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In Slow Motion

Alzheimer’s disease is the most common form of dementia in the elderly, affecting approximately 50 million people worldwide

Dr Pramod Krishnan Published 27.09.23, 04:49 AM bhati bhati

Alzheimer’s disease is a relentlessly progressive degenerative brain condition characterised predominantly by the failure of short-term memory, followed by difficulty with problem-solving, visuospatial orientation, language and other cognitive skills, all of which interfere with a person’s ability to perform day-to-day activities. This is often accompanied by changes in mood and behaviour.

Alzheimer’s disease is the most common form of dementia in the elderly, affecting approximately 50 million people worldwide. The main pathological hallmark of Alzheimer’s disease is the accumulation of extracellular aggregates of a protein called amyloid (amyloid plaques) and intracellular aggregates called neurofibrillary tangles inside the brain.


For any disease, there are two types of treatment: one is to treat the symptoms which is like treating the effect of the disease and the other is to treat the disease itself which is called disease-modifying therapy (DMT). While symptomatic therapies improve symptoms and quality of life, they are ineffective in preventing the progression of the disease. They are typically effective in the early stages of the disease. In contrast, disease-modifying therapies are capable of slowing or halting the progression of the disease and are the most sought-after treatment for chronic disabling diseases like Alzheimer’s.

Symptom-relieving medications such as Donepezil, Memantine, Galantamine and Rivastigmine have been the mainstay of treatment of Alzheimer’s for the last several decades. Disease-modifying therapies that target amyloid plaques and prevent their accumulation in the brain have been the focus of extensive research for the last few decades.

Two types of disease-modifying therapies have been explored: active immunisation and passive immunisation. In passive immunisation techniques, highly specific antibodies that target beta-amyloid called monoclonal antibodies are synthesised in the laboratory. When administered, these monoclonal antibodies bind to amyloid and result in disintegration of the plaques and potentially prevent further accumulation in the brain. Active immunisation is like vaccines, which stimulate the formation of antibodies by the body’s immune system following exposure to the administered antigen. These antibodies synthesised within the body could destroy the amyloid plaques.

While both approaches have been actively pursued, it’s the field of monoclonal antibodies that have produced the most promising results. There are numerous monoclonal antibodies under trials, each targeting a specific aspect of pathways of amyloid formation. The first disease-modifying therapy approved by the US FDA for early Alzheimer’s disease was Aducanumab in June 2021. It is a second-generation anti-amyloid beta monoclonal antibody administered every four weeks as a slow intravenous infusion in a hospital setting. The most common and worrisome adverse effect is Aria (amyloid-related imaging abnormalities) in the form of brain swelling, micro-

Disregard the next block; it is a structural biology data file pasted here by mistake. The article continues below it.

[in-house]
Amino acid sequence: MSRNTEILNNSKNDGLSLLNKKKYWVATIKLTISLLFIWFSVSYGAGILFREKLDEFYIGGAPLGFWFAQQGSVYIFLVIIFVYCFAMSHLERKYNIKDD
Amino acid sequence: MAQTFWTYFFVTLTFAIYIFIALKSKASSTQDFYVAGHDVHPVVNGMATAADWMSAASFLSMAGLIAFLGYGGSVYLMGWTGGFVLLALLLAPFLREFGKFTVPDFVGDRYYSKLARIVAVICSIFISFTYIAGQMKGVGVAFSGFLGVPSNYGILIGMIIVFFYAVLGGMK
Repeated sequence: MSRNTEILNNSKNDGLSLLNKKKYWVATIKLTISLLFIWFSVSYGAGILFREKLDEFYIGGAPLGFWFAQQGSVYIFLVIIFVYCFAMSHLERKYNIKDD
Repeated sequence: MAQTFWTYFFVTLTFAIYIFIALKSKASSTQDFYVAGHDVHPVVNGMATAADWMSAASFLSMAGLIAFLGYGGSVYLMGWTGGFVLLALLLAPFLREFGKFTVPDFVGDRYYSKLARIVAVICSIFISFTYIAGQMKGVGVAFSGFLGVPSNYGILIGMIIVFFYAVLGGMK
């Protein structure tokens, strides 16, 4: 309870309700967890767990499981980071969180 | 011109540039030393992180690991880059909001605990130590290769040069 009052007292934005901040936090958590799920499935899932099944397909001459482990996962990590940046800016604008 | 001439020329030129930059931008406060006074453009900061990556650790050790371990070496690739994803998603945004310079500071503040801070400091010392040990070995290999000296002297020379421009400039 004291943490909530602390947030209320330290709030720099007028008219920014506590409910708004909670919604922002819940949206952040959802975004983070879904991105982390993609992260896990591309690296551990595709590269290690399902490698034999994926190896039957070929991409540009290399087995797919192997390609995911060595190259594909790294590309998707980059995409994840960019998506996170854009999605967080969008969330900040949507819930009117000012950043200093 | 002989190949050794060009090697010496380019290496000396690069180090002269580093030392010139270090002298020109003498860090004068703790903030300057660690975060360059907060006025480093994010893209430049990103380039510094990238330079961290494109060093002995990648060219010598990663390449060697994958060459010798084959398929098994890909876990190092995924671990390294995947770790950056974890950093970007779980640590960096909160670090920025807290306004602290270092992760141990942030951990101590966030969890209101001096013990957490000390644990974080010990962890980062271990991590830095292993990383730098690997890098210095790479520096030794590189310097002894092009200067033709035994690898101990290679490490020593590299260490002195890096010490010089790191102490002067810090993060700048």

bleeds and superficial siderosis, which can be minimised by monitoring the patients on a regular basis.

The approval of this therapy was mired in controversy because of claims of inadequate benefit, inadequate peer review and accelerated approval. Other second-generation monoclonal antibodies like Lecanemab and Donanemab have produced even better results in trials, with Lecanemab already having obtained FDA approval and Donanemab expected to obtain approval later this year.

The emergence of these therapies is a path-breaking moment in the treatment of Alzheimer’s disease as for the first time ever, doctors and patients have access to means to slow down the disease.

However, these treatments are currently approved only for use in the early stages of the disease. This requires very early diagnosis using advanced techniques like an amyloid PET scan of the brain which is currently unavailable in India, or highly specific CSF-based amyloid and tau assays that are currently available only in a few centres like Manipal Hospital. Early diagnosis of a disease whose symptoms are frequently overlooked as normal aging-related changes and in a society with very little awareness is going to be a perennial challenge. Another huge obstacle is the prohibitive cost of these medicines that puts them out of the reach of a majority of Alzheimer’s patients.

There is, however, hope and promise that eventually, these therapies and the necessary investigations will become mainstream and will be accessible to the growing numbers of Alzheimer’s disease patients across the world. And a defining chapter in the treatment of a disabling degenerative disease will truly be underway.

The writer is a neurologist with a private hospital

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